Rachel Sanoff
August 05, 2016 4:02 pm
Glow/Facebook

Health apps — especially period trackers apps for those of us who menstruate — are a pretty standard and very helpful part of our lives in the smartphone era. Trust me, I know.

But anytime we input our personal information into a mobile phone, as opposed to sharing intimate details during an in-person conversation with a doctor, we must be wary of data breaches. While, thankfully, all problems have been corrected, popular period tracker app, Glow, was recently found to have some security issues.

All period tracker apps, Glow included, prompt you to record some sensitive information: sexual habits and activity, sexual health, abortion history, medication, birth control methods, gynecological disorders, etc.

And some recent Consumer Reports findings detailed vulnerabilities granting potential hackers access to users’ email addresses, inputted medical and sexual history, emails and passwords, as well as messages sent through the app.

Due to the very intimate nature of what potential hackers could view, Consumer Reports wrote:

“We concluded that it would be easy for stalkers, online bullies, or identity thieves to use the information they gathered to harm Glow’s users.”

But the good news: Glow quickly corrected the flaws creating these vulnerabilities, instructed all users to changer their passwords just to be safe, and acknowledged the importance of organizations like Consumer Reports for helping to keep their super helpful app as safe as possible.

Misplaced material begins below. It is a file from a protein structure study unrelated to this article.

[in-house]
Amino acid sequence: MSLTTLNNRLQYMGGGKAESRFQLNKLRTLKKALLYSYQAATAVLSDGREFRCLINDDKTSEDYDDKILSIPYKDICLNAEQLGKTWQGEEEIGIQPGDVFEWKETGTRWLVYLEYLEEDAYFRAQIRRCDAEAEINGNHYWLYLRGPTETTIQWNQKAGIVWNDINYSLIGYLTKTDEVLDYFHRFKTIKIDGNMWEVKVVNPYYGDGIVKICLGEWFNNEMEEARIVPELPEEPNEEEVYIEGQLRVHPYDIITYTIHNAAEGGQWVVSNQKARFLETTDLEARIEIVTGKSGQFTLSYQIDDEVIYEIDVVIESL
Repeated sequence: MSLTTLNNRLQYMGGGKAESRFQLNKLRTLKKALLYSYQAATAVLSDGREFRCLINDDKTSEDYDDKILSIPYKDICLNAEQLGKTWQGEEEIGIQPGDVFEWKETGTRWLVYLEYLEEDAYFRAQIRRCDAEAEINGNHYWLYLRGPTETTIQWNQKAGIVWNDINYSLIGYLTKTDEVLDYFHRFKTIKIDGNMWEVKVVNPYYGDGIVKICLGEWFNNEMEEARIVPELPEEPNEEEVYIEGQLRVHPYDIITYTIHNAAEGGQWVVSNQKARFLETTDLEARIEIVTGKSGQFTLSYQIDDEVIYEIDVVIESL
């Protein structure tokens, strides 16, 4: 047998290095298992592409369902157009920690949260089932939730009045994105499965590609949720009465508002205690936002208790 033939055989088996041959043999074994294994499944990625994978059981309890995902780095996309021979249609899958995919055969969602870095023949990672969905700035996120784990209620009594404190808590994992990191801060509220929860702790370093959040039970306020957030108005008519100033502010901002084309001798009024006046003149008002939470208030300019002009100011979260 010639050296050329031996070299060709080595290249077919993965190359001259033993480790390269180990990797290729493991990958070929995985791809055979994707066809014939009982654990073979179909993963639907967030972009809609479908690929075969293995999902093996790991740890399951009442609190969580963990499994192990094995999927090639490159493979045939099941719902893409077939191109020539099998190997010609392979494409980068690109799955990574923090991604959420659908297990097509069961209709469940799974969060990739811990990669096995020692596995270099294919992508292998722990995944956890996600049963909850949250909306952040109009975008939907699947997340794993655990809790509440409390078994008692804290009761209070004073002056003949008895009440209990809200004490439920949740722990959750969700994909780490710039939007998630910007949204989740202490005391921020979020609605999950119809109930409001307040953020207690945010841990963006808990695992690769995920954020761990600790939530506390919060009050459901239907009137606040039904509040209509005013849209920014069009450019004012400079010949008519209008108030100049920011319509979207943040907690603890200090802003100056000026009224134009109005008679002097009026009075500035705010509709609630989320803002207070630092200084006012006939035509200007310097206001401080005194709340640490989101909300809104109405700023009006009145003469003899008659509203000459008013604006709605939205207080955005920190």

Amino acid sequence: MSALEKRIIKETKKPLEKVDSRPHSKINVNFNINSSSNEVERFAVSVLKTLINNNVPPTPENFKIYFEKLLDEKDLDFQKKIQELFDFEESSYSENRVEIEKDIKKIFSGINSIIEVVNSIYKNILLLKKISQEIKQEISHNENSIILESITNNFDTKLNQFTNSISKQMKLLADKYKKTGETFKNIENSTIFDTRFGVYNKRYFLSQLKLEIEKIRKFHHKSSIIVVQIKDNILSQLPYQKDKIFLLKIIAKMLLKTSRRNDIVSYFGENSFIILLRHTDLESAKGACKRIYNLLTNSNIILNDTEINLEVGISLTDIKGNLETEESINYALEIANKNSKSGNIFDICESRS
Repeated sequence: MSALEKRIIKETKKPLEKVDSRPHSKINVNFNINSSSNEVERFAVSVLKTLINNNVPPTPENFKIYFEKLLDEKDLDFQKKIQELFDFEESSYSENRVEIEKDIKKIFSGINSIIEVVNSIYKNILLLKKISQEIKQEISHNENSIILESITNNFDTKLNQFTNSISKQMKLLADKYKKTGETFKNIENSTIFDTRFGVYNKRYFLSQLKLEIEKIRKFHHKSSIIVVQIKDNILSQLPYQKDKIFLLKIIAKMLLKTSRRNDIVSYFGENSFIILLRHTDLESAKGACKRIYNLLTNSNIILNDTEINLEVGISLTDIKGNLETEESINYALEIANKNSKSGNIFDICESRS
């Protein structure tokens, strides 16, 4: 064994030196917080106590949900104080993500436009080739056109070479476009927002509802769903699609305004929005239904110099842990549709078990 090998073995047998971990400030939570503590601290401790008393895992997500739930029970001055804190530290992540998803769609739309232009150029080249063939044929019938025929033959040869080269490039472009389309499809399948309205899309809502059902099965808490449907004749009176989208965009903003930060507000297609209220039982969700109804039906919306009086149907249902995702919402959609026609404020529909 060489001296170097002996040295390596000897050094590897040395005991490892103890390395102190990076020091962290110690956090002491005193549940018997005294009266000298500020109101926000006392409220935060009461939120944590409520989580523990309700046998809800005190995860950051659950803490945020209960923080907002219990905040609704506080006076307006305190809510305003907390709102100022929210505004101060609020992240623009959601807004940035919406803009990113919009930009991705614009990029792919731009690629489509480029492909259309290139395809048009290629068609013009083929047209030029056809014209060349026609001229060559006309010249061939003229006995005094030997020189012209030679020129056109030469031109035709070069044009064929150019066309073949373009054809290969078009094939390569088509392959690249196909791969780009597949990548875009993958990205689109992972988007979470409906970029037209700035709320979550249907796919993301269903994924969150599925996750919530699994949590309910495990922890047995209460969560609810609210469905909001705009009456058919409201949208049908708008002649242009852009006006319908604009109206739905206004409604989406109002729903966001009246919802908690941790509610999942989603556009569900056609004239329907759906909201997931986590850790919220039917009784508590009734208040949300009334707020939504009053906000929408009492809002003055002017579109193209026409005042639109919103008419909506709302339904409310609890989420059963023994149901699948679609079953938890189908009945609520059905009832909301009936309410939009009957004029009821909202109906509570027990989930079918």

The Daily Dot received a statement from Jennifer Tye, head of Glow’s U.S. operations, that read:

“The industry only gets stronger with white hats who are looking to protect consumers. Once informed, our team immediately worked to address and correct the potential issues and have since released an updated version of the app… Of the more than 4 million users across our apps, far less than 0.15% of our users could have potentially been impacted, but there is no evidence to suggest that any Glow data has been compromised.”

That’s a HUGE relief.

But we still must acknowledge the privacy dangers inherent in health and wellness apps, and certain problems within that industry so we keep our most personal information safe.

An article by the Washington Post pointed out that these apps are not required to follow HIPAA — which is the law that prevents your doctors from releasing any of your personal medical data without your consent. Health apps also do not have to work with the FDA.

This isn’t at all to say that you should go and delete your apps — I know I am definitely not deleting mine.

Plus, we know that these kinds of apps can have wonderful impacts on people’s lives and health. Still, we must always be careful in this technological era — and change your Glow password if you haven’t already!

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